The most dangerous roads in the country today, are those of Veracruz, State of Mexico, Guerrero and Michoacan, announced Rafael Ortiz Pacheco, national leader of the Mexican Association of Transporters AC Organizations (Amotac).
Ortiz Pacheco said that monthly reports he receives indicate an alleged theft of 50 vehicles across the country representing an economic loss so far this year of $250 million pesos for this sector of the country.
On the other hand he notes that other difficulties facing the sector is with insurerance companies not responding to losses, mainly in violent acts such as seizing tractor trailers by demonstrators, burning loaded trucks or stealing them.
Pacheco explained that insurance carriers sidestep their responsibilities by blaming the truckers themselves for the losses.
Steel and grocery items are the most commonly stolen items.
Three robberies a day, most violent, or what the truckers encounter, in the absence of Fedral surveillance on the roads, with trucks that move food products which are easy targets of crime, said Benito Rojas, Amotac delegate in San Juan Acosac, Puebla. The smaller trucks, 1 ton to 2 1/2 ton seem to be the most targeted. This carrying food and perishables that can easily be sold to small mom and pop groceries at a profit for the criminals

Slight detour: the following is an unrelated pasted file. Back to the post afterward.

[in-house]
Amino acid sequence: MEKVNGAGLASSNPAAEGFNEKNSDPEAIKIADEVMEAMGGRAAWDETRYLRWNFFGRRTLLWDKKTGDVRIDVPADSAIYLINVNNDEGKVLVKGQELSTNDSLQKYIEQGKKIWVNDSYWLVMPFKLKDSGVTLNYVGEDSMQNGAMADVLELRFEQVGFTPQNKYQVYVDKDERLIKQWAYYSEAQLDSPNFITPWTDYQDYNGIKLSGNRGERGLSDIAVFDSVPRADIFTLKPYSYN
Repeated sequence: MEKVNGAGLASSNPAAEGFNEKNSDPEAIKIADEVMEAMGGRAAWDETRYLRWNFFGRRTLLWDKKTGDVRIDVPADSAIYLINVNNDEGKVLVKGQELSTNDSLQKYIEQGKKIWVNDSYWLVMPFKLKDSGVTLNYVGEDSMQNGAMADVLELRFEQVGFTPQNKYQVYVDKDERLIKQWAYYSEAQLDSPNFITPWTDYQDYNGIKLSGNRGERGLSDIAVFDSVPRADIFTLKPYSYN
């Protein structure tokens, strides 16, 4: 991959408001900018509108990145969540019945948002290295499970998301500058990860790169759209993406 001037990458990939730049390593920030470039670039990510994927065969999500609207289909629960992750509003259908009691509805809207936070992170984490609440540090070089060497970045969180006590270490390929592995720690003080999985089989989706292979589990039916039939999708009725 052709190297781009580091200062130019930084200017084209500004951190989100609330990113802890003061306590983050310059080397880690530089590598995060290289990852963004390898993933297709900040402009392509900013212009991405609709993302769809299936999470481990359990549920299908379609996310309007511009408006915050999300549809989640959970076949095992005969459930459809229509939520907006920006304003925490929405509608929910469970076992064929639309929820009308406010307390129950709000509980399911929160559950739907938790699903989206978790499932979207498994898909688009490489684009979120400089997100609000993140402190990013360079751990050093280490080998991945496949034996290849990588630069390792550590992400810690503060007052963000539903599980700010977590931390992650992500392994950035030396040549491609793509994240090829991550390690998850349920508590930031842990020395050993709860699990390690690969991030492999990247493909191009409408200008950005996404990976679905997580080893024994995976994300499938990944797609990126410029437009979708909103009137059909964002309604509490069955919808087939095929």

Pacheco said that as a security measure, drivers have been banned from driving at night, however, Owner Operators prefer to make their trips in the early orning hours, a situation that has contributed to the crimes of robbery and theft..
Pacheco also called on the Federal and State authorities to step up patrols and enforcement duties in this area to make the roads safer.
This in regard to a recent fatality accident in San Luis Potosi, where a truck pulling a set of 45 foot doubles hit a bus traveling with 11 people, including nine students from a state high school, killing all,
Ortiz Pacheco regretted that the Congress has not banned the movement of full trailers. The Mexican Congress passed what is called NOM-012, reducing slightly the gross weight of double trailers and restricting them to Federal highways, but at the urging of big business in Mexico, little has been done to enforce the new rules.
He said that for more than three years AMOTAC had requested and presented initiatives to stop the double trailer permits, however regrettfully, soft drink companies, cement plants, bakeries, among others, continue allowing these vehicles to operate.
How does this effect American interests who might take advantage of the successful completion of the Cross Border Pilot Program and decide to operate in Mexico? No effect whatsoever as most of the NAFTA factories are located in the northern states where violence has decreased substantially over the past few years. Guerrera and Michoacan are the states where the past violence has been contained to. Where new pseudo cartels try to gain a foothold and citizen groups are going head to head with these groups and the military who try to keep order.
It should also be noted that most of these thefts involved regional carriers who transports the goods for the Mexican market and have nothing to do with cross border trade.
CANACAR has not issued a similar report on this subject.